USB-C to get improved security in fight against malware-laden USB sticks

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New USB technology isn’t just about raw speed, but also security, and news has emerged of an incoming authentication system that will help protect host systems from the likes of dodgy USB Type-C devices or chargers trying to install malware or spark off malicious power surges.

The USB Implementers Forum (USB-IF), an organization dedicated to advancing USB technology, has laid out plans for a cryptographic-based 128-bit authentication system to help defend against non-compliant USB chargers, USB sticks laden with malware, and other assorted dangers.

The USB Type-C Authentication Program implements a standard protocol to be able to identify and authenticate certified USB-C chargers, devices and cables, and this security verification happens the moment the device or cable is plugged in.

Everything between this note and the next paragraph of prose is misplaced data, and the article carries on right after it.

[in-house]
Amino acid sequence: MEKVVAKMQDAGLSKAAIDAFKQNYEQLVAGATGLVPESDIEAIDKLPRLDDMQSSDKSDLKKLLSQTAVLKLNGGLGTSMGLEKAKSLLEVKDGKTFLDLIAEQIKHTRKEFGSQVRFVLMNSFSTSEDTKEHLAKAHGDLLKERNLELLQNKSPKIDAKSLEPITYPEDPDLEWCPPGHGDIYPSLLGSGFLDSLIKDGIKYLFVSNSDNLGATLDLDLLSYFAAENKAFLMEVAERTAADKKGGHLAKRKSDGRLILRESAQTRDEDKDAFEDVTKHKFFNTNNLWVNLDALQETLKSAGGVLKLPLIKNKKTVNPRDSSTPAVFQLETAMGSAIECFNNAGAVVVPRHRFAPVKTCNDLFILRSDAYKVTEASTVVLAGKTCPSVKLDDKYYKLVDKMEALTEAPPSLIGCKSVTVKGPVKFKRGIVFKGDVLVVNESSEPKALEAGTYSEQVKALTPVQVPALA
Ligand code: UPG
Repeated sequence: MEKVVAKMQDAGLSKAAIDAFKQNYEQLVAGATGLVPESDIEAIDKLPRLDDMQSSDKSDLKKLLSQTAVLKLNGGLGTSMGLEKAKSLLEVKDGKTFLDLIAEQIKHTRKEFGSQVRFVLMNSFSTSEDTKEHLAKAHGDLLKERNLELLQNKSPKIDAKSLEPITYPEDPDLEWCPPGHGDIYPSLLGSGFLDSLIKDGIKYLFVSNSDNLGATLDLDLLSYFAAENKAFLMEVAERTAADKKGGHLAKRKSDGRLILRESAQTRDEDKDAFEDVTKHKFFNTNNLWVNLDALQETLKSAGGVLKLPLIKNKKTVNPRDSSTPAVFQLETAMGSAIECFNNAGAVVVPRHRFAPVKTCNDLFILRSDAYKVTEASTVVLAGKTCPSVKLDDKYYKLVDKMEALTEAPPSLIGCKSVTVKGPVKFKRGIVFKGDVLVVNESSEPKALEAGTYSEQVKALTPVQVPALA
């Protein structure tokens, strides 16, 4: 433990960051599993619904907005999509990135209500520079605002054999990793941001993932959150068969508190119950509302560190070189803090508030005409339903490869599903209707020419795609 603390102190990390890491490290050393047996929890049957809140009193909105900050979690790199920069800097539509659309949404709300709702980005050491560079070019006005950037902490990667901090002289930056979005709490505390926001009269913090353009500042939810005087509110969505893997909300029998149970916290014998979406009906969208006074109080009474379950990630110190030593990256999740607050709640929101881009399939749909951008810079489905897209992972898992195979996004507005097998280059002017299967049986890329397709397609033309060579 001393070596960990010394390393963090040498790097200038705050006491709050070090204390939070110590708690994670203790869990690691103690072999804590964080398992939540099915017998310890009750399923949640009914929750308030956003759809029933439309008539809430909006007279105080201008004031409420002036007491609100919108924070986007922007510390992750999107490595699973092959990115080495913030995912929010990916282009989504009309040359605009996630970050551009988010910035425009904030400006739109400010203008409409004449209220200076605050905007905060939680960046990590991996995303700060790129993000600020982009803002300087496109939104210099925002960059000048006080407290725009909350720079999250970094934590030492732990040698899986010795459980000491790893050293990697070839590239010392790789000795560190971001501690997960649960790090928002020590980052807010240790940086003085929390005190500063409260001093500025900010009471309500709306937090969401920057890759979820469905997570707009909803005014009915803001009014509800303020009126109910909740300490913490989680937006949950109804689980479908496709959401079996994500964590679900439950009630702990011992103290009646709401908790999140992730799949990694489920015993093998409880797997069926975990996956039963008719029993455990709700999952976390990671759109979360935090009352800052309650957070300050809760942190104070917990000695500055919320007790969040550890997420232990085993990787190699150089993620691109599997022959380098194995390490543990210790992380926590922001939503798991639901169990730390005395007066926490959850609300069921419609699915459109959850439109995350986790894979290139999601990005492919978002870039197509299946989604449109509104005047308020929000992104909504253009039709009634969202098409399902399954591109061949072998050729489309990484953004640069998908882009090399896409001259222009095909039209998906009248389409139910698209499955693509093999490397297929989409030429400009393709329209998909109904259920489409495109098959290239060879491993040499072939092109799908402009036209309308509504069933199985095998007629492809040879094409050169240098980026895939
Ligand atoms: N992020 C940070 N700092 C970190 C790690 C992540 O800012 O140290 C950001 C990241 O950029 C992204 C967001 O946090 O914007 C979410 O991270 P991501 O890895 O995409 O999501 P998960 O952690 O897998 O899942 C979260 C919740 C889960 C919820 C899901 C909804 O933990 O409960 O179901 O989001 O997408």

In other words, before any power or data can be maliciously piped into the host system, therefore preventing any potential damage. Authentication can occur over either the USB data bus or USB power delivery channels.

Optional measure

The USB-IF notes that the security standard will be optional rather than compulsory – at least initially – and any products which use the authentication protocol will retain control over the way the security policies are implemented and enforced.

When the Authentication Program comes into existence, hardware manufacturers will be able to build this technology into, say, a PC, which will then be able to confirm that any USB device plugged into a port isn’t malicious by nature.

Furthermore, DigiCert has been named as the chosen company to oversee and manage the registration and certification side of the equation for the standard.

Jeff Ravencraft, President and COO of the USB-IF, commented: “USB Type-C adoption continues to grow and the interface is quickly establishing itself as the solution of choice for connecting and charging an endless variety of devices.

“USB-IF is eager to work with DigiCert to manage our certificate authority for USB Type-C Authentication, which will further support the USB ecosystem.”

Via Engadget